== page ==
Sunday, September 18, 2011

Sweating the small stuff: A mathematician reads Moneyball.

A friend has invited me to the opening night of Moneyball this upcoming Friday evening and lent me Michael Lewis' book to read. I'm not as keen on it as I was on his more recent book The Big Short, and this is because I know more about baseball history than I know about Wall Street today. Still, Lewis is an exciting writer and baseball is so interesting, even a book with flaws can be endlessly entertaining.

Let me be immodest for a moment. Lewis can appreciate math and I can actually understand it. If we compare math to its nearest (and superior) rival, he's a music critic who can write well and I'm a musician who can write legibly. It's Frank Rich vs. Salieri. It's more fun to read Rich (and Lewis), but Salieri (and I) have some inside information the other guys don't have.

No brag. Just fact.

With Moneyball, Lewis didn't start out with the intention of canonizing Billy Beane, the general manger of the dirt cheap but competitive Oakland Athletics, but that's how the book reads. In an afterword, Lewis explains that baseball insiders hate Beane for the book, not Lewis. Some of them think Beane wrote the book himself.

No one with a brain ever said baseball insiders had big brains.

And that's the point of Moneyball, much like it is the point of The Big Short and The Blind Side and most of Lewis' best-selling non-fiction. Insiders in the systems he studies don't really understand the system, and the outsiders who make honest scientific attempts to understand are widely despised.

There's the obvious and compelling core of every best-seller Michael Lewis has ever written.

Consider Billy Beane, the hero of this story. It is very common in Hollywood versions of "true stories" that the movie star is way prettier than the person being protrayed. I submit that Brad Pitt might be a little prettier than Billy Beane, but he's way too small. Young Billy Beane was a freaking Winklevoss twin, 6'4" tall, lean and supremely talented. Scouts salivate when they see a high schooler like Billy Beane.

Some may actually do more than salivate in private. I have no proof of this, but it is the strong subtext of the first few chapters of Moneyball.

Billy Beane knew the scouts of baseball didn't know shit. His best evidence was that they fought like bobcats over Billy Beane. When he became available for the baseball draft, it was either him or another Southern Californian, Darryl Strawberry, that HAD to be the first round pick that year. Strawberry became an honest to Pete baseball superstar until drugs brought him down.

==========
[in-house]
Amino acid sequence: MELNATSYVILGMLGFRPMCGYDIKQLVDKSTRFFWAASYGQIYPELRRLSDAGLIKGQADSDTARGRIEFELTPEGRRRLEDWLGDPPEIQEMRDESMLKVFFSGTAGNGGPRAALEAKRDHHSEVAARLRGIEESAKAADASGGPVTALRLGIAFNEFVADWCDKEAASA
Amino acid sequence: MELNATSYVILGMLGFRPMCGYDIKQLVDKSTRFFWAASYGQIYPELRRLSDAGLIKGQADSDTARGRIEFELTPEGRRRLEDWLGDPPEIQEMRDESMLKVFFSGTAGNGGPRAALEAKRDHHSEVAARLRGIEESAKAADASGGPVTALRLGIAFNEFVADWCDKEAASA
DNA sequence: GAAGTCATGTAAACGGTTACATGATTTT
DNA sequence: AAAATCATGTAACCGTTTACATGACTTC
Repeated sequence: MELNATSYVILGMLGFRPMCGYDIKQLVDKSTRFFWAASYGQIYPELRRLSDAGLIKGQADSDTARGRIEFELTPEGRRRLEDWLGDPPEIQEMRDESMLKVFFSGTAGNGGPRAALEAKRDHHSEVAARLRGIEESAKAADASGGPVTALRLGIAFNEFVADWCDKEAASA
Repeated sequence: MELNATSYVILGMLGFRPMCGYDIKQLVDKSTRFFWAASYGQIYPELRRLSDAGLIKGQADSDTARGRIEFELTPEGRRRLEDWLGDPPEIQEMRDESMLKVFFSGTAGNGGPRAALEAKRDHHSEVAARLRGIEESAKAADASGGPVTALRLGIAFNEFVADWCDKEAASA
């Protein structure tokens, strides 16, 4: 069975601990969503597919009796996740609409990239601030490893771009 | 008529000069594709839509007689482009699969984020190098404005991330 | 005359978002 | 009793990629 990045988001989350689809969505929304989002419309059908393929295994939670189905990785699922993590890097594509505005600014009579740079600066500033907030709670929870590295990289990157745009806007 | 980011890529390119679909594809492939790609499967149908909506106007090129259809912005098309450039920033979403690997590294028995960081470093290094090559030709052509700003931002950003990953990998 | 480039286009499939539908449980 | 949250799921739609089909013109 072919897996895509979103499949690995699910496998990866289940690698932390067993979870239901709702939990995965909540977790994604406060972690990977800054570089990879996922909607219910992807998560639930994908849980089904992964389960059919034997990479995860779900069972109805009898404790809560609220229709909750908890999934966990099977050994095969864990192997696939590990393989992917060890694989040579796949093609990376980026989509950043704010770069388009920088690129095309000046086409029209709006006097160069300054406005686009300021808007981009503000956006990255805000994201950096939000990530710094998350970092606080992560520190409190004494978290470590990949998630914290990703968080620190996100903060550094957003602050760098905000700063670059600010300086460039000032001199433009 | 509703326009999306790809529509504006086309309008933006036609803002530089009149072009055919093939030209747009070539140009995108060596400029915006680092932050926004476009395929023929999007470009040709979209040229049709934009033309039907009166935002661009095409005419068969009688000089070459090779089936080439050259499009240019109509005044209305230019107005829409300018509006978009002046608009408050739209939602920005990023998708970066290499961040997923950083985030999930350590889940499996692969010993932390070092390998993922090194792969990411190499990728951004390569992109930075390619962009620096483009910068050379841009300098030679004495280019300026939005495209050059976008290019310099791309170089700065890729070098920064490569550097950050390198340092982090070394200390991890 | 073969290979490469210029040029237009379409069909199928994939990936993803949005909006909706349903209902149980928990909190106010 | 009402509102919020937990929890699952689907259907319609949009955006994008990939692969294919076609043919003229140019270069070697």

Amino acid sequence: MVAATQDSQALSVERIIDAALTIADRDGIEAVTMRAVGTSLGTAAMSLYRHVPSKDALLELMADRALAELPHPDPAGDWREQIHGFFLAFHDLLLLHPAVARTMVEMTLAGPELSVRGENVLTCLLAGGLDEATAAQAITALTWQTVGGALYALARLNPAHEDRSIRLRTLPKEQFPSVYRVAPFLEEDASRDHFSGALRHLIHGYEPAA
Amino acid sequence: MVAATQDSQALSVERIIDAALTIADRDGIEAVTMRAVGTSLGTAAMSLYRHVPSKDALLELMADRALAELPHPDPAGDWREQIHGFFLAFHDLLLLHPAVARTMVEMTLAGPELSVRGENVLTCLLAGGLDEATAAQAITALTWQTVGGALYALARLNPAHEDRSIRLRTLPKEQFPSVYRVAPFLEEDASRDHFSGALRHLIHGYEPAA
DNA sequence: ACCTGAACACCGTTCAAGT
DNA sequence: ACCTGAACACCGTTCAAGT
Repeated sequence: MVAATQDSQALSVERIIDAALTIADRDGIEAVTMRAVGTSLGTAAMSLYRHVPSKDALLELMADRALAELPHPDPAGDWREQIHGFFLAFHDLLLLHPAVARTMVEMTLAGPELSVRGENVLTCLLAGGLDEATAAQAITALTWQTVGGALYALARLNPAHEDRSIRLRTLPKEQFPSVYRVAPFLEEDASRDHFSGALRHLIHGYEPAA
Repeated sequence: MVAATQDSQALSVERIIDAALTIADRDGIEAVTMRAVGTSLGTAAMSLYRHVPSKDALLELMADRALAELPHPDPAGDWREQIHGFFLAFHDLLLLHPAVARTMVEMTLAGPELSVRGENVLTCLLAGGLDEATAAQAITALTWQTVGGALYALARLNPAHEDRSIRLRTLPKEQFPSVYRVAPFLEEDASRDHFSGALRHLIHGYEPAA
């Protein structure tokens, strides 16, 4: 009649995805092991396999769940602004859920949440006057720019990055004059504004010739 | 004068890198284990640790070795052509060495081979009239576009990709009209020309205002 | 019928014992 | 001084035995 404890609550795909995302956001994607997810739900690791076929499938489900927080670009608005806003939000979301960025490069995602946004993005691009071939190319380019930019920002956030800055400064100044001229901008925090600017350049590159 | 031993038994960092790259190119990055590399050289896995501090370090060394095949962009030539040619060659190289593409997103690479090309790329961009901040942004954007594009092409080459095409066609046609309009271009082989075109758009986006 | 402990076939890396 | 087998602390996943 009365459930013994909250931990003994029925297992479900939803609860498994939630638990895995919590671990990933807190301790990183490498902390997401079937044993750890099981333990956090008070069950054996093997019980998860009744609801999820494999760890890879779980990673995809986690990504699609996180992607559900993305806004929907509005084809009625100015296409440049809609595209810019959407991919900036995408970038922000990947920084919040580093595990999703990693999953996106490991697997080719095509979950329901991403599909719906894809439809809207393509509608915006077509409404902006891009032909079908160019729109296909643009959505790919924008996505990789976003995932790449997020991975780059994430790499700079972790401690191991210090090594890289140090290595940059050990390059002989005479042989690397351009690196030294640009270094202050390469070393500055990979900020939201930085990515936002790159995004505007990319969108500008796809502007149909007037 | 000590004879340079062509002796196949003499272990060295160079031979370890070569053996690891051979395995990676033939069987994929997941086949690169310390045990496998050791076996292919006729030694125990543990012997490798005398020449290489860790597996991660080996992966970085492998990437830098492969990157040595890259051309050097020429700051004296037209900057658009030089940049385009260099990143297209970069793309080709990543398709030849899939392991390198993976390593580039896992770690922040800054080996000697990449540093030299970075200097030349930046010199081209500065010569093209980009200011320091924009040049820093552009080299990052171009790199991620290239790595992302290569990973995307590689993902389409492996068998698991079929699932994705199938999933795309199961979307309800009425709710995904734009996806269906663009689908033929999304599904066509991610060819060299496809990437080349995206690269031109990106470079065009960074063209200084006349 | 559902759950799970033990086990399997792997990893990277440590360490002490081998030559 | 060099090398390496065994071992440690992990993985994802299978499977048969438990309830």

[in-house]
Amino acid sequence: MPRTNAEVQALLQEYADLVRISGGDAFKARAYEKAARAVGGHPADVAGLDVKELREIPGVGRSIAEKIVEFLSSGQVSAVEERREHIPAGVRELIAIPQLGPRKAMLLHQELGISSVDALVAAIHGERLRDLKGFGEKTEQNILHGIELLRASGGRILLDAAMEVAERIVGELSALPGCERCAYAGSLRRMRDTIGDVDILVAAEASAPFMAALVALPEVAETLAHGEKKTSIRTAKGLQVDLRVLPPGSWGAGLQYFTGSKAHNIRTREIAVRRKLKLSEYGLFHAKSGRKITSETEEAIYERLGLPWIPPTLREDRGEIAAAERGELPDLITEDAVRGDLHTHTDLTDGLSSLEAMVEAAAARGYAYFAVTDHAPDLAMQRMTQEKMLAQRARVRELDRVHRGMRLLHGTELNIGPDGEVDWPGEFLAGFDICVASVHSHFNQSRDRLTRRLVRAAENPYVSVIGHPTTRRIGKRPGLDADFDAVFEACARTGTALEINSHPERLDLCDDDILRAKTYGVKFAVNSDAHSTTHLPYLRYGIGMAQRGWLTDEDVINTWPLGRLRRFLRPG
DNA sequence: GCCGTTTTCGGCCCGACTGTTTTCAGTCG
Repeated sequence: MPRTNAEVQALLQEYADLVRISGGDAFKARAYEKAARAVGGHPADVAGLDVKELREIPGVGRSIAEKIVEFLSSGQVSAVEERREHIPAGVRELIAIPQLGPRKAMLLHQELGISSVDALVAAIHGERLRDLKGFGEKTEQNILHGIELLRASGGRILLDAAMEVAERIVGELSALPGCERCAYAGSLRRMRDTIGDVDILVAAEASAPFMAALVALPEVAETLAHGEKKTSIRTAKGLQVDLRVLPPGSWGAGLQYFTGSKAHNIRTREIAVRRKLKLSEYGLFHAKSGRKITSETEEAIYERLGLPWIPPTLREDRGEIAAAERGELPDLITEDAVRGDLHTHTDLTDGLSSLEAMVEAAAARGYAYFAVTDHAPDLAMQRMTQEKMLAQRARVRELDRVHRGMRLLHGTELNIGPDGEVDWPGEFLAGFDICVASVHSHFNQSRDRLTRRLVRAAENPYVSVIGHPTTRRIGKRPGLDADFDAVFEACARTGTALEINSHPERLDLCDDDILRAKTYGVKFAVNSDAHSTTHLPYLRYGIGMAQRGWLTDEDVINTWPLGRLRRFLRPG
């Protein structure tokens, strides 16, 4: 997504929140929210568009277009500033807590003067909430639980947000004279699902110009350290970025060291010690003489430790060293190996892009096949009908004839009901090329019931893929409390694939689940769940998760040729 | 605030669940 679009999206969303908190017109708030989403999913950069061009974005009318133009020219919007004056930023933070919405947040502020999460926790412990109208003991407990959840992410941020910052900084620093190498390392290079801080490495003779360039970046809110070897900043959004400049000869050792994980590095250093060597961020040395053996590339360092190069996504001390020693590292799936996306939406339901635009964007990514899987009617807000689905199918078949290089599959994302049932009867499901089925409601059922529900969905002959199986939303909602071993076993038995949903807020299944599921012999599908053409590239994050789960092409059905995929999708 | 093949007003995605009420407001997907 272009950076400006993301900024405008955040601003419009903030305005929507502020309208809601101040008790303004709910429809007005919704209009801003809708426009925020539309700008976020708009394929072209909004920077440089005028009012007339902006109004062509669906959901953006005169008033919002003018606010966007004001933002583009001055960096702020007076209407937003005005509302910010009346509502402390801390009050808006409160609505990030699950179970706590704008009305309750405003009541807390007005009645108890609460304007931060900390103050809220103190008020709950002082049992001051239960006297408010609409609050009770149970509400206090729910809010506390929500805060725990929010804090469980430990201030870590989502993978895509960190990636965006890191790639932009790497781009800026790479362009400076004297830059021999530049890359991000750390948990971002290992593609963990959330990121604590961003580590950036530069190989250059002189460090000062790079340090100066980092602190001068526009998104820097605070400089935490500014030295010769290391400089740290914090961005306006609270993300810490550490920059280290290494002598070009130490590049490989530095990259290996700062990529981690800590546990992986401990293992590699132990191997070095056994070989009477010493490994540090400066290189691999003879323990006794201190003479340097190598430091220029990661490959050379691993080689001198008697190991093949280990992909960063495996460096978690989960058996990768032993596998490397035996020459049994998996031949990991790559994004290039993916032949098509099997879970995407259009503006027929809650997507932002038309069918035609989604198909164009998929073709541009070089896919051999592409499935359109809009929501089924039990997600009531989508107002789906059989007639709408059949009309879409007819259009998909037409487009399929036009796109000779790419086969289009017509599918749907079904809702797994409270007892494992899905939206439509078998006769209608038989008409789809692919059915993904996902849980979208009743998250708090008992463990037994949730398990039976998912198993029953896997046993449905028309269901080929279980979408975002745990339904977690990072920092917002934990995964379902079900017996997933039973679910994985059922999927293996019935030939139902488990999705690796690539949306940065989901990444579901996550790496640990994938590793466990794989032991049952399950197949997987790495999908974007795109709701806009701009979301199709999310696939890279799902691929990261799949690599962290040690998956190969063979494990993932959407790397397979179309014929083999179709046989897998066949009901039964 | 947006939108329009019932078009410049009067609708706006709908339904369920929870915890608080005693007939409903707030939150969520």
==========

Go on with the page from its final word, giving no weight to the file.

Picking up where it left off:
Drugs weren't Beane's downfall. It was pride instead.

Beane could have played football or basketball, but he chose baseball. Beane hated to fail and hated even more to be shown up in public, and that is a nearly impossible character trait to overcome.

After they are drafted, Strawberry rises and Beane sinks, and the scouts and the best baseball minds are at a loss to know why. Beane gets violently upset when he fails, and he cannot turn this rage into positive action. Strawberry becomes a star in short order, but Beane bounces around, finally becoming roommates with Lenny Dykstra, a prospect with a tiny percentage of the promise Beane has.

The thing is, Dykstra has the small talent combined with the attitude of Babe Ruth. He ignored his failures like they didn't happen and reveled in his successes. Beane's attitude of hating failure is more like Ted Williams or Joe DiMaggio, but not quite at their godlike levels of talent.

Williams and DiMaggio truly hated to strike out, and they changed their way of batting to avoid it. Beane couldn't figure out how to avoid strikeouts and still to be feared at the plate. Had either Teddy Ballgame (good nickname) or Joltin' Joe (very inaccurate nickname) had the same "I don't give a shit" attitude about looking bad at the plate that Babe Ruth had, they might have made a serious run at the career home run record.

Neither did. Joe DiMaggio ended his illustrious career with 361 home runs, barely half of Ruth's 714. Williams, who missed prime seasons due to being a Marine pilot in both WW II and the Korean War, hit a home run in his last at bat, which brought his to a still remarkable 521 for his career.

Back to our main story.

Billy Beane, the failed Adonis, is still a baseball insider, but he listens to the baseball outsiders, the guys who think the statistics have been accurate but useless since the late 1850s.

Not a typo. 1850s. Before the American Civil War when players were not allowed to wear gloves.

I love that Lewis blames Henry Chadwick, a cricket fan from the 1850s, for inventing the "modern" baseball boxscore. There's actually a lot of math of that era that is still considered modern. The difference is that mathematical logic, group theory and quadratic reciprocity are still paying dividends, while the baseball box score is getting in the way of progress.

In Chadwick's original system, a base on balls is an error on the pitcher. Like other errors, it does not count positively towards the batter's numbers, but unlike errors, it now counts as zero instead of negative. It never occurred to him that it might be a skill of the batter to avoid bad pitches and only swing at good ones.

Some people cry in the wilderness that baseball is being mismeasured. It isn't until the 1970s that a guy named Bill James actually has the stick-to-it-iveness to shout this every year, at first to an audience of less than 100 people reading his self-published book.

In Lewis' mind, this is the beginning of baseball's salvation.

More on that tomorrow.

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